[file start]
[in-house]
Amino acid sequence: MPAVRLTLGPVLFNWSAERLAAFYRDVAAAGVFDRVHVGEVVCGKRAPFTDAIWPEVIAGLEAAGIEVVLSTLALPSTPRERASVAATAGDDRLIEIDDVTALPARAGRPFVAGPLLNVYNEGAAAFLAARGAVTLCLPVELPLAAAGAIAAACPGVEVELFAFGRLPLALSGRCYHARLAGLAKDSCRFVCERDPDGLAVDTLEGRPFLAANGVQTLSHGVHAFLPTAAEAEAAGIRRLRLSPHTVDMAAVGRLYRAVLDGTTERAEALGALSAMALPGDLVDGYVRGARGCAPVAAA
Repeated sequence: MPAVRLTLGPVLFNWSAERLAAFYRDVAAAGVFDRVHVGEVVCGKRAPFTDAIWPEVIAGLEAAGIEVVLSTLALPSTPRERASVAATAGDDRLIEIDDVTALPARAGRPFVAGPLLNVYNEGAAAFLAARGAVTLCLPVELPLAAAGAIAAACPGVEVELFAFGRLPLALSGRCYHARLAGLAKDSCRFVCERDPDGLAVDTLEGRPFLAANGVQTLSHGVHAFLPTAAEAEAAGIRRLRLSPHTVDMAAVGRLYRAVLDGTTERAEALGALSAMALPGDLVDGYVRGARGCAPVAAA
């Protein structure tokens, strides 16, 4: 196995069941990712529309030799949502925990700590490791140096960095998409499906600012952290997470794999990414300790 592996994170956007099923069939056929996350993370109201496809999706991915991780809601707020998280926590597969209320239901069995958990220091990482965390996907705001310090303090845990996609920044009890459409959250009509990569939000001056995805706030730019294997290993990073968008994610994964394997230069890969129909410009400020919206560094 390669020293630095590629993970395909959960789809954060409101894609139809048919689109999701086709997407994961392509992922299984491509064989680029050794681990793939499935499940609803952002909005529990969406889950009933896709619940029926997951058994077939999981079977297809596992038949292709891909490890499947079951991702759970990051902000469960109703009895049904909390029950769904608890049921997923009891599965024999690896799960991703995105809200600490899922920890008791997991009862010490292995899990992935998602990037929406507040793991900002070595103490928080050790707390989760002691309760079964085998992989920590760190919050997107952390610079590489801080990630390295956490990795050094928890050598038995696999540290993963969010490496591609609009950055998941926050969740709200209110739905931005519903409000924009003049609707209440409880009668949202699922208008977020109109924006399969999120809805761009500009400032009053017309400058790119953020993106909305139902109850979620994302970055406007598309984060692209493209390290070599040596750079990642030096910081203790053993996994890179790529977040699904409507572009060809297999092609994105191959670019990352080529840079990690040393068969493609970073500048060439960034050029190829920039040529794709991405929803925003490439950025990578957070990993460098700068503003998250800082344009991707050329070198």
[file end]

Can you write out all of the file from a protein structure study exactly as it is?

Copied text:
[in-house]
Amino acid sequence: MPAVRLTLGPVLFNWSAERLAAFYRDVAAAGVFDRVHVGEVVCGKRAPFTDAIWPEVIAGLEAAGIEVVLSTLALPSTPRERASVAATAGDDRLIEIDDVTALPARAGRPFVAGPLLNVYNEGAAAFLAARGAVTLCLPVELPLAAAGAIAAACPGVEVELFAFGRLPLALSGRCYHARLAGLAKDSCRFVCERDPDGLAVDTLEGRPFLAANGVQTLSHGVHAFLPTAAEAEAAGIRRLRLSPHTVDMAAVGRLYRAVLDGTTERAEALGALSAMALPGDLVDGYVRGARGCAPVAAA
Repeated sequence: MPAVRLTLGPVLFNWSAERLAAFYRDVAAAGVFDRVHVGEVVCGKRAPFTDAIWPEVIAGLEAAGIEVVLSTLALPSTPRERASVAATAGDDRLIEIDDVTALPARAGRPFVAGPLLNVYNEGAAAFLAARGAVTLCLPVELPLAAAGAIAAACPGVEVELFAFGRLPLALSGRCYHARLAGLAKDSCRFVCERDPDGLAVDTLEGRPFLAANGVQTLSHGVHAFLPTAAEAEAAGIRRLRLSPHTVDMAAVGRLYRAVLDGTTERAEALGALSAMALPGDLVDGYVRGARGCAPVAAA
């Protein structure tokens, strides 16, 4: 196995069941990712529309030799949502925990700590490791140096960095998409499906600012952290997470794999990414300790 592996994170956007099923069939056929996350993370109201496809999706991915991780809601707020998280926590597969209320239901069995958990220091990482965390996907705001310090303090845990996609920044009890459409959250009509990569939000001056995805706030730019294997290993990073968008994610994964394997230069890969129909410009400020919206560094 390669020293630095590629993970395909959960789809954060409101894609139809048919689109999701086709997407994961392509992922299984491509064989680029050794681990793939499935499940609803952002909005529990969406889950009933896709619940029926997951058994077939999981079977297809596992038949292709891909490890499947079951991702759970990051902000469960109703009895049904909390029950769904608890049921997923009891599965024999690896799960991703995105809200600490899922920890008791997991009862010490292995899990992935998602990037929406507040793991900002070595103490928080050790707390989760002691309760079964085998992989920590760190919050997107952390610079590489801080990630390295956490990795050094928890050598038995696999540290993963969010490496591609609009950055998941926050969740709200209110739905931005519903409000924009003049609707209440409880009668949202699922208008977020109109924006399969999120809805761009500009400032009053017309400058790119953020993106909305139902109850979620994302970055406007598309984060692209493209390290070599040596750079990642030096910081203790053993996994890179790529977040699904409507572009060809297999092609994105191959670019990352080529840079990690040393068969493609970073500048060439960034050029190829920039040529794709991405929803925003490439950025990578957070990993460098700068503003998250800082344009991707050329070198």